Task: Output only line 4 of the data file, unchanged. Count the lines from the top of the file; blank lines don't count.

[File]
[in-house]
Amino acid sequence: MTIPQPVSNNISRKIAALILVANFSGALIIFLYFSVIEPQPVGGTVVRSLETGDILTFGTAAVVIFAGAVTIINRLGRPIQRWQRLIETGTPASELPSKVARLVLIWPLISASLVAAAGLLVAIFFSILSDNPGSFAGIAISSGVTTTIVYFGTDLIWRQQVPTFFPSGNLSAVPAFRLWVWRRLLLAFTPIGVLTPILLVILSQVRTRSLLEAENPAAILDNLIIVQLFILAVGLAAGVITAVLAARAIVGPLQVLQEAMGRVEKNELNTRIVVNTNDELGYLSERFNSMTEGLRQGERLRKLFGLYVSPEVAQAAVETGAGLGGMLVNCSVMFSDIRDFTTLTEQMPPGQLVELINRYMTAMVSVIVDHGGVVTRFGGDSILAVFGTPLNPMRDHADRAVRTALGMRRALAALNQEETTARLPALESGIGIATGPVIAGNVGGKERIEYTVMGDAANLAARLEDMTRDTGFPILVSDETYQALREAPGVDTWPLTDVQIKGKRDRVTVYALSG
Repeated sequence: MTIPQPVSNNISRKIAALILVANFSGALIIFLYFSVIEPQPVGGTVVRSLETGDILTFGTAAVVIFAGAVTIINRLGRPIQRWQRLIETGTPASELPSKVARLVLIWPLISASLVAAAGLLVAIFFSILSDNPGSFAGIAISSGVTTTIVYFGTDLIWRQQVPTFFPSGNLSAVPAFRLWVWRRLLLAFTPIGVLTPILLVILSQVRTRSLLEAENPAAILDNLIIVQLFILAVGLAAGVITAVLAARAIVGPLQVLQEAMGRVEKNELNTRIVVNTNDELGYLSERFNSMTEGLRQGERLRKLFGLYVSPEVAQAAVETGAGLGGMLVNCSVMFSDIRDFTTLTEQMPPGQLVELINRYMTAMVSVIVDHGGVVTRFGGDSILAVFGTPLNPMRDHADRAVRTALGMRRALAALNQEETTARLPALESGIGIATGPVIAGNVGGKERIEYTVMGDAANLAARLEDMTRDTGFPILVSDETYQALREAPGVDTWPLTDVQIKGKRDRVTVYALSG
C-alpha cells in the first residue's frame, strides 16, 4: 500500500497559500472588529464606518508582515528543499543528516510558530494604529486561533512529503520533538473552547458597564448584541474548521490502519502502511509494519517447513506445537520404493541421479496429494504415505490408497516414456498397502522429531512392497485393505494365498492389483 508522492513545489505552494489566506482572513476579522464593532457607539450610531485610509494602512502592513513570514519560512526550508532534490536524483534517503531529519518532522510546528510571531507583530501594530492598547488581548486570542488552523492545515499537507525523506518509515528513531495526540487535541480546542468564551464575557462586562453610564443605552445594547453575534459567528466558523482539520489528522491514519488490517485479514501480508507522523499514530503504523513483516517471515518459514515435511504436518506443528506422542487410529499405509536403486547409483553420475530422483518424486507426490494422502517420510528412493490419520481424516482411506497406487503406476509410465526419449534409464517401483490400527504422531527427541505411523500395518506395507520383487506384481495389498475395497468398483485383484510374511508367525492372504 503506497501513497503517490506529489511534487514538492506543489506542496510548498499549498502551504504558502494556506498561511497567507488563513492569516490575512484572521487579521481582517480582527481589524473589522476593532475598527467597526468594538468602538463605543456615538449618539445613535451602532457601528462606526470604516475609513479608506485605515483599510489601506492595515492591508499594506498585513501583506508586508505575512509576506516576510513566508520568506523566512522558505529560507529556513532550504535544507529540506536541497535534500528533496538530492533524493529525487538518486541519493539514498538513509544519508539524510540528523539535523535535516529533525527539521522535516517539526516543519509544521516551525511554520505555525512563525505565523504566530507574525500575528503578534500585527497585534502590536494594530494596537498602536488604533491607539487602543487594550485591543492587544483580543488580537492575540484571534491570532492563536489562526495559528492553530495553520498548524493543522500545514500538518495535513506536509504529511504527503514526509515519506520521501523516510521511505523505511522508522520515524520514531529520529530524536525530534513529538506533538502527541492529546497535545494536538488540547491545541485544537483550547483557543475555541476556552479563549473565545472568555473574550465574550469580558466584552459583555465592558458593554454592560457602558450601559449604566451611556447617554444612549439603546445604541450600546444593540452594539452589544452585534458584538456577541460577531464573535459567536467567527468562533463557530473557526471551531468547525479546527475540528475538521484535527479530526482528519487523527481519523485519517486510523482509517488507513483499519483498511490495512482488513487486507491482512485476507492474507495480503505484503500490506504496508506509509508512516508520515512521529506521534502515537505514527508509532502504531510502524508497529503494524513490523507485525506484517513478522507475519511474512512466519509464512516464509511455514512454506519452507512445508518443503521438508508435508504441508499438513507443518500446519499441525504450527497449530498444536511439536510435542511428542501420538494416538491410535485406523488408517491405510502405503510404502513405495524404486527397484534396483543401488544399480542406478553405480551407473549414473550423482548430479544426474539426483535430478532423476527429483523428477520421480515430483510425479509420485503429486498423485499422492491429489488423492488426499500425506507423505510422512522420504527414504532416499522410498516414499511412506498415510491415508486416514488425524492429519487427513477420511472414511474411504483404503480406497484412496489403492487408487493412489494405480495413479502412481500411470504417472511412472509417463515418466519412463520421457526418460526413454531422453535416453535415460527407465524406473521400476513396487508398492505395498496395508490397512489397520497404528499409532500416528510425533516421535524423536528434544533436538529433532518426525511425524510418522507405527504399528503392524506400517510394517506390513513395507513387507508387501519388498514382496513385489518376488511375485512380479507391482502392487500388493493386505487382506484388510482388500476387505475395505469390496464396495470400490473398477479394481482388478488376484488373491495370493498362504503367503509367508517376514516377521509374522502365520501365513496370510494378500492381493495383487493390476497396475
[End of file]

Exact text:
C-alpha cells in the first residue's frame, strides 16, 4: 500500500497559500472588529464606518508582515528543499543528516510558530494604529486561533512529503520533538473552547458597564448584541474548521490502519502502511509494519517447513506445537520404493541421479496429494504415505490408497516414456498397502522429531512392497485393505494365498492389483 508522492513545489505552494489566506482572513476579522464593532457607539450610531485610509494602512502592513513570514519560512526550508532534490536524483534517503531529519518532522510546528510571531507583530501594530492598547488581548486570542488552523492545515499537507525523506518509515528513531495526540487535541480546542468564551464575557462586562453610564443605552445594547453575534459567528466558523482539520489528522491514519488490517485479514501480508507522523499514530503504523513483516517471515518459514515435511504436518506443528506422542487410529499405509536403486547409483553420475530422483518424486507426490494422502517420510528412493490419520481424516482411506497406487503406476509410465526419449534409464517401483490400527504422531527427541505411523500395518506395507520383487506384481495389498475395497468398483485383484510374511508367525492372504 503506497501513497503517490506529489511534487514538492506543489506542496510548498499549498502551504504558502494556506498561511497567507488563513492569516490575512484572521487579521481582517480582527481589524473589522476593532475598527467597526468594538468602538463605543456615538449618539445613535451602532457601528462606526470604516475609513479608506485605515483599510489601506492595515492591508499594506498585513501583506508586508505575512509576506516576510513566508520568506523566512522558505529560507529556513532550504535544507529540506536541497535534500528533496538530492533524493529525487538518486541519493539514498538513509544519508539524510540528523539535523535535516529533525527539521522535516517539526516543519509544521516551525511554520505555525512563525505565523504566530507574525500575528503578534500585527497585534502590536494594530494596537498602536488604533491607539487602543487594550485591543492587544483580543488580537492575540484571534491570532492563536489562526495559528492553530495553520498548524493543522500545514500538518495535513506536509504529511504527503514526509515519506520521501523516510521511505523505511522508522520515524520514531529520529530524536525530534513529538506533538502527541492529546497535545494536538488540547491545541485544537483550547483557543475555541476556552479563549473565545472568555473574550465574550469580558466584552459583555465592558458593554454592560457602558450601559449604566451611556447617554444612549439603546445604541450600546444593540452594539452589544452585534458584538456577541460577531464573535459567536467567527468562533463557530473557526471551531468547525479546527475540528475538521484535527479530526482528519487523527481519523485519517486510523482509517488507513483499519483498511490495512482488513487486507491482512485476507492474507495480503505484503500490506504496508506509509508512516508520515512521529506521534502515537505514527508509532502504531510502524508497529503494524513490523507485525506484517513478522507475519511474512512466519509464512516464509511455514512454506519452507512445508518443503521438508508435508504441508499438513507443518500446519499441525504450527497449530498444536511439536510435542511428542501420538494416538491410535485406523488408517491405510502405503510404502513405495524404486527397484534396483543401488544399480542406478553405480551407473549414473550423482548430479544426474539426483535430478532423476527429483523428477520421480515430483510425479509420485503429486498423485499422492491429489488423492488426499500425506507423505510422512522420504527414504532416499522410498516414499511412506498415510491415508486416514488425524492429519487427513477420511472414511474411504483404503480406497484412496489403492487408487493412489494405480495413479502412481500411470504417472511412472509417463515418466519412463520421457526418460526413454531422453535416453535415460527407465524406473521400476513396487508398492505395498496395508490397512489397520497404528499409532500416528510425533516421535524423536528434544533436538529433532518426525511425524510418522507405527504399528503392524506400517510394517506390513513395507513387507508387501519388498514382496513385489518376488511375485512380479507391482502392487500388493493386505487382506484388510482388500476387505475395505469390496464396495470400490473398477479394481482388478488376484488373491495370493498362504503367503509367508517376514516377521509374522502365520501365513496370510494378500492381493495383487493390476497396475